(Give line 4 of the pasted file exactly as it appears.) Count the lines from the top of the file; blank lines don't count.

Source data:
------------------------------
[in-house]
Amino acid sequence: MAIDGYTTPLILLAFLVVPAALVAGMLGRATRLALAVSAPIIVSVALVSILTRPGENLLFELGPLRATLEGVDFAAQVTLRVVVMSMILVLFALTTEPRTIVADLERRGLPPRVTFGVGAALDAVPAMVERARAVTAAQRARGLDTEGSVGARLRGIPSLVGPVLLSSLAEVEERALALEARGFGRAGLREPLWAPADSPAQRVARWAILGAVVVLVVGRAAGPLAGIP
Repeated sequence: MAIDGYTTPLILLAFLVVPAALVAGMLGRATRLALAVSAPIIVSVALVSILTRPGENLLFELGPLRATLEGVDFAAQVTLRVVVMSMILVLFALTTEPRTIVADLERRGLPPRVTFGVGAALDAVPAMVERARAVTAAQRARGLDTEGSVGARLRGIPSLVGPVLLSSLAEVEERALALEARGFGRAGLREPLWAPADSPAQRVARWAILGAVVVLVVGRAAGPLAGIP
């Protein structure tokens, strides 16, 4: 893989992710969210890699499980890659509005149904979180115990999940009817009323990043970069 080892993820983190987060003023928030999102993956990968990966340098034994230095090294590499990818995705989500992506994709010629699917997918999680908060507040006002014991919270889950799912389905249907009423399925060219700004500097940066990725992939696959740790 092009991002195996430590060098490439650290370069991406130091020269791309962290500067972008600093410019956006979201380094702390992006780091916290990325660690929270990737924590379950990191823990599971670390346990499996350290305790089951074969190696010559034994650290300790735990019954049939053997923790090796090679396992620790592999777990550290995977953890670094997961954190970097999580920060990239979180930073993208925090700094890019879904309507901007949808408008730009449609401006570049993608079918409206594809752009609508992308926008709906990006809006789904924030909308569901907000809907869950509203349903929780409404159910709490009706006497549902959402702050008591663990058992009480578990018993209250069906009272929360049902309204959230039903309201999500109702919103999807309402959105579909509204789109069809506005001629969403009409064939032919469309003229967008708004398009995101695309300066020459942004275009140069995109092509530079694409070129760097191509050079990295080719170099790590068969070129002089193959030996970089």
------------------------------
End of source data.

């Protein structure tokens, strides 16, 4: 893989992710969210890699499980890659509005149904979180115990999940009817009323990043970069 080892993820983190987060003023928030999102993956990968990966340098034994230095090294590499990818995705989500992506994709010629699917997918999680908060507040006002014991919270889950799912389905249907009423399925060219700004500097940066990725992939696959740790 092009991002195996430590060098490439650290370069991406130091020269791309962290500067972008600093410019956006979201380094702390992006780091916290990325660690929270990737924590379950990191823990599971670390346990499996350290305790089951074969190696010559034994650290300790735990019954049939053997923790090796090679396992620790592999777990550290995977953890670094997961954190970097999580920060990239979180930073993208925090700094890019879904309507901007949808408008730009449609401006570049993608079918409206594809752009609508992308926008709906990006809006789904924030909308569901907000809907869950509203349903929780409404159910709490009706006497549902959402702050008591663990058992009480578990018993209250069906009272929360049902309204959230039903309201999500109702919103999807309402959105579909509204789109069809506005001629969403009409064939032919469309003229967008708004398009995101695309300066020459942004275009140069995109092509530079694409070129760097191509050079990295080719170099790590068969070129002089193959030996970089």